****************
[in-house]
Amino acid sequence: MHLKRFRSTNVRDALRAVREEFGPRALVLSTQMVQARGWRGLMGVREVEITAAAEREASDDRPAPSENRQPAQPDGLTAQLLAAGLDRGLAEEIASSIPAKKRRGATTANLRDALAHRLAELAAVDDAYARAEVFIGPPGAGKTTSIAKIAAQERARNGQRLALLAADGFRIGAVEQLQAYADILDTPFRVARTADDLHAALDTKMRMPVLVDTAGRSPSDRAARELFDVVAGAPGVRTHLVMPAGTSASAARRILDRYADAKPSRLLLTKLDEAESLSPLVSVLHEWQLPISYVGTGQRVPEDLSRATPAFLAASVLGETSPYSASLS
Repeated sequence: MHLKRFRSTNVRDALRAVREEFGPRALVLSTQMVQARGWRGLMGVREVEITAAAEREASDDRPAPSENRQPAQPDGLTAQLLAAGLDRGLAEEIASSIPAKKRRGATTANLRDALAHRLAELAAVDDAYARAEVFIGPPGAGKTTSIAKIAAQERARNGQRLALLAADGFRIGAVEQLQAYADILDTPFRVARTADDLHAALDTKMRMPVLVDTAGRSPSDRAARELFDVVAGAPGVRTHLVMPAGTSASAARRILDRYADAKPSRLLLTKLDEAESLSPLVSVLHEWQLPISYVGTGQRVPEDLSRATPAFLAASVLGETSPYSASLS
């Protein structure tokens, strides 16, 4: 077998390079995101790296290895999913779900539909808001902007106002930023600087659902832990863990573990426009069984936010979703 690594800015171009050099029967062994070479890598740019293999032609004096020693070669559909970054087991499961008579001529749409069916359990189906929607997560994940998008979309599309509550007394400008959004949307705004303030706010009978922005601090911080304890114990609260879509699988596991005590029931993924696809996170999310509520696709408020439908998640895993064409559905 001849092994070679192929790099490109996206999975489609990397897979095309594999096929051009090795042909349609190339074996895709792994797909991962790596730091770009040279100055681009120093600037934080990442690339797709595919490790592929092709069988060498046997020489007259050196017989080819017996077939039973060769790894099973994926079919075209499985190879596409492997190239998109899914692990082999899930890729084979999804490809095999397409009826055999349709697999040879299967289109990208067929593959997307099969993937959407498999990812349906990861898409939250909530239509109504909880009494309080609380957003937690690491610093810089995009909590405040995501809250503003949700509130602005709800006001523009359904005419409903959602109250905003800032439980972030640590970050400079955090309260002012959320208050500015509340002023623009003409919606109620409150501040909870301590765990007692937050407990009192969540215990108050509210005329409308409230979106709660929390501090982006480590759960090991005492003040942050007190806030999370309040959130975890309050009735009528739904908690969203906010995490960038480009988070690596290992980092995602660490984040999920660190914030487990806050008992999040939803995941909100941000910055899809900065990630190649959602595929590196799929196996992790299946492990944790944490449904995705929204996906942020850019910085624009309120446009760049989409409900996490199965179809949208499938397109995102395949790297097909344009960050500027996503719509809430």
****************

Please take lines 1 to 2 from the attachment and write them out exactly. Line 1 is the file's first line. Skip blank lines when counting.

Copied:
[in-house]
Amino acid sequence: MHLKRFRSTNVRDALRAVREEFGPRALVLSTQMVQARGWRGLMGVREVEITAAAEREASDDRPAPSENRQPAQPDGLTAQLLAAGLDRGLAEEIASSIPAKKRRGATTANLRDALAHRLAELAAVDDAYARAEVFIGPPGAGKTTSIAKIAAQERARNGQRLALLAADGFRIGAVEQLQAYADILDTPFRVARTADDLHAALDTKMRMPVLVDTAGRSPSDRAARELFDVVAGAPGVRTHLVMPAGTSASAARRILDRYADAKPSRLLLTKLDEAESLSPLVSVLHEWQLPISYVGTGQRVPEDLSRATPAFLAASVLGETSPYSASLS